As he finished a Zoom call Wednesday, Rev. Dr. John Nuys was stunned to see photos of a pro-Trump mob surrounding the U.S. Capitol.
As guards tried to keep the mob from entering the building, Van Nuys recognized the door from his own visit to Capitol Hill.
“I was like, ‘Wait, I’ve walked through that door. I’ve been there,’” said Van Nuys, pastor of Wabash Avenue Presbyterian Church. “It’s a beautiful building, and … I don’t think people are exaggerating when they’re saying this is a secular temple to democracy.”
Van Nuys and other faith leaders reacted to the events in Washington, D.C., which happened on Epiphany or the day western Christians celebrate the revelation of God in Jesus Christ.
Churches called on the faithful to lead days of prayer for the victims of the siege and a peaceful transition of power. Bishop Julius C. Trimble of the Indiana United Methodist Conference called the attack “the eruption of a volcano that has been bubbling for some time.”
Seventy United Methodist pastors from across the state signed a letter apologizing for their silence before the storming of the Capitol. The pastors wrote they “too easily recall moments when we stood by silently as violent rhetoric was espoused, as lies were perpetuated, as hatred was stoked.”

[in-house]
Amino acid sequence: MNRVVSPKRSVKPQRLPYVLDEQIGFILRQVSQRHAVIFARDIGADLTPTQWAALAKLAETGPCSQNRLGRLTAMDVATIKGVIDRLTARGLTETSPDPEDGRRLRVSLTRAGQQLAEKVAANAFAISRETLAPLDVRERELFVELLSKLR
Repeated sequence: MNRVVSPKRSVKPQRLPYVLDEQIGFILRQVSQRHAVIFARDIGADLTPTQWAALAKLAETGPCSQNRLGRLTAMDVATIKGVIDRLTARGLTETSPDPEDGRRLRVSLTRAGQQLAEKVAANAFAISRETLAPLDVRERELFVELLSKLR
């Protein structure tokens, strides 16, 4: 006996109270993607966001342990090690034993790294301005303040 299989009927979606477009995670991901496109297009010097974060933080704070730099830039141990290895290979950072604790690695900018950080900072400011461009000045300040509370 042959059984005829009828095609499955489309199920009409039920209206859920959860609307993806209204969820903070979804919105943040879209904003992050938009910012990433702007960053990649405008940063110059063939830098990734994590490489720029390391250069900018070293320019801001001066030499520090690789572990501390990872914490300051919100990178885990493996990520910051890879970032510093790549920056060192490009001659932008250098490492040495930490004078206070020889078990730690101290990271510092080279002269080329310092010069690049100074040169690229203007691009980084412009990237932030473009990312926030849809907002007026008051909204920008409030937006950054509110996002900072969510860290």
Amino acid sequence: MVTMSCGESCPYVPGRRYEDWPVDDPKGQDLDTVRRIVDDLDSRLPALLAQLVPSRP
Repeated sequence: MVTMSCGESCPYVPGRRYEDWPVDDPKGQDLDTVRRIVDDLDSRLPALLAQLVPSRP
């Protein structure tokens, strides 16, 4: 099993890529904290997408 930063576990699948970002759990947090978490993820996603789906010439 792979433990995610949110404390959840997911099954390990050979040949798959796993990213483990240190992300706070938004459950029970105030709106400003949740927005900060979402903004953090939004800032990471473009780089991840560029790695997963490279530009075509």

The pastors of Rock Point took to the church’s Facebook page with Bible verses seeking to guide the country in crisis.
“Someone once said that when a person comes upon a fire (crisis), they carry two buckets with them. One has gasoline in it, the other water. The bucket they choose to pour on the fire will have a great impact on what happens next,” the pastors wrote. “In times of crisis, we do not get to control how others respond and what others pour on the fire. We only get to control how we personally respond and what we personally pour on the fire.”
At Wabash Avenue, a guest speaker had already written and recorded the sermon for Sunday’s worship service.
Van Nuys added the victims from the Capitol and law enforcement to his pastoral prayer, which thanked Trump for committing to a peaceful transfer of power on Jan. 20.
“Trump invited the mob, he invited folks to come. He incited them and then he lit the fuse,” Van Nuys said in an interview. “You can’t lead and do that, you just can’t. I mean, you can, but if you do you get things like we saw [Wednesday.]”